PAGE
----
Breaks from treatment are important because, during chemo, a person might experience some temporary health problems called side effects. All medications can have side effects. In their effort to kill cancer cells, chemo drugs can make normal cells sick. Breaks during chemo cycles allow time for normal cells to get better.

Article: KidsHealth
Source: Chemotherapy

Below is a list of the most commonly reported side effects:

Nausea and vomiting

Over half of all patients receiving chemotherapy will experience nausea and vomiting. Doctors will usually prescribe anti-emetics for this. These need to be taken even when symptoms have gone as they will prevent them from coming back. If the anti-emetics do not work the patient should contact his/her doctor who may switch to another anti-emetic.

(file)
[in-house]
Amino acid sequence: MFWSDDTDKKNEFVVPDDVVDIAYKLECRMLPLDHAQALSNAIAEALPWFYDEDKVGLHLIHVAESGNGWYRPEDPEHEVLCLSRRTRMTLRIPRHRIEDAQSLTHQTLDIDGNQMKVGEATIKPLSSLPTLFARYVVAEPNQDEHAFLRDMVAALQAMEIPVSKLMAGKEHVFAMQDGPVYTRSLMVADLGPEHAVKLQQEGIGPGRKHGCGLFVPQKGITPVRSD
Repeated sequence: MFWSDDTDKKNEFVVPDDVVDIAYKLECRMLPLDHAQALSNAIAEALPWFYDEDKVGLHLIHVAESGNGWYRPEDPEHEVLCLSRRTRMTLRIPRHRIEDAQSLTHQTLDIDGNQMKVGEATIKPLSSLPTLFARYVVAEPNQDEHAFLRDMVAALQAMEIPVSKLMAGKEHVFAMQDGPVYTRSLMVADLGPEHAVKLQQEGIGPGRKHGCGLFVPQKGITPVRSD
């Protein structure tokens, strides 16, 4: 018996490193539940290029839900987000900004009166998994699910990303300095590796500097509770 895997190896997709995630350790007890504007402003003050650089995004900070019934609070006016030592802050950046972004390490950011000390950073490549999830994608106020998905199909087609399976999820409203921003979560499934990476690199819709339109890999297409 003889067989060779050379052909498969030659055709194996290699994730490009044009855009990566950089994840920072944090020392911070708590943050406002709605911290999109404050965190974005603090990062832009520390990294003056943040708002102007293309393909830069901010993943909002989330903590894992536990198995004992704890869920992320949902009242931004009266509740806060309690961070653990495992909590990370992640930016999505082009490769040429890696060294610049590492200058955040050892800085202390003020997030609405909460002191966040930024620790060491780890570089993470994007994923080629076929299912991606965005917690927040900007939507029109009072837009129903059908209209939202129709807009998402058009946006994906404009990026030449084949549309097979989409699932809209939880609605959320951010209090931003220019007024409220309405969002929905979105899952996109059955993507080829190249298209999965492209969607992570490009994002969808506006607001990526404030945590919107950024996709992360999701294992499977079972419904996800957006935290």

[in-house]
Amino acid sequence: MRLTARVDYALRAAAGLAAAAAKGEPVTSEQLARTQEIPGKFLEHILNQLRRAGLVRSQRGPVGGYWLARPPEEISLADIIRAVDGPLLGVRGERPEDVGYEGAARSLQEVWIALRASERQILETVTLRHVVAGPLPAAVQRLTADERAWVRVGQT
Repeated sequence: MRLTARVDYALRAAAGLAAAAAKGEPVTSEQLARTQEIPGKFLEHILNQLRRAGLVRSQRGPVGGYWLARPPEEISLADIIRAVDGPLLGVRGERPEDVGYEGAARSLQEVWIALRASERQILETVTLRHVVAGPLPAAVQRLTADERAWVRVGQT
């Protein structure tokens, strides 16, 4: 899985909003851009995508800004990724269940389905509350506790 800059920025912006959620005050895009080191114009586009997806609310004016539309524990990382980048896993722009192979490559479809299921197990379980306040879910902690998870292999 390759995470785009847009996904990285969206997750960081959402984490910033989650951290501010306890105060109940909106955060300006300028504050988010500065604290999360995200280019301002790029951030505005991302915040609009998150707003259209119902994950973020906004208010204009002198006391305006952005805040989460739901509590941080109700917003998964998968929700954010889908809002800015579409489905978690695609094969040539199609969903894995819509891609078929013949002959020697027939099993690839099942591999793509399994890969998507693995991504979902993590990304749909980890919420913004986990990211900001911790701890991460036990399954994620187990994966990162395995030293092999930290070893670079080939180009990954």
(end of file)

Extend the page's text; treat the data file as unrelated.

Alopecia (Hair loss)

Some chemotherapy medications cause hair loss while others don't. If hair does start to fall out this will usually happen a few weeks after treatment starts. On some occasions the hair will just become thinner and more brittle (without falling out). Hair loss can occur in any part of the body.


Most patients receiving chemotherapy will experience some degree of fatigue. This may be a general feeling which exists most of the day, or may only appear after certain activities. Doctors say patients need to make sure they get plenty of rest and not to perform tasks which are overtiring.

While light exercise has been shown to help, it is important to remember to keep the activities 'light'.

If the tiredness becomes severe it is important to tell the doctor, as this could be caused by a significant drop in red blood cells (anemia).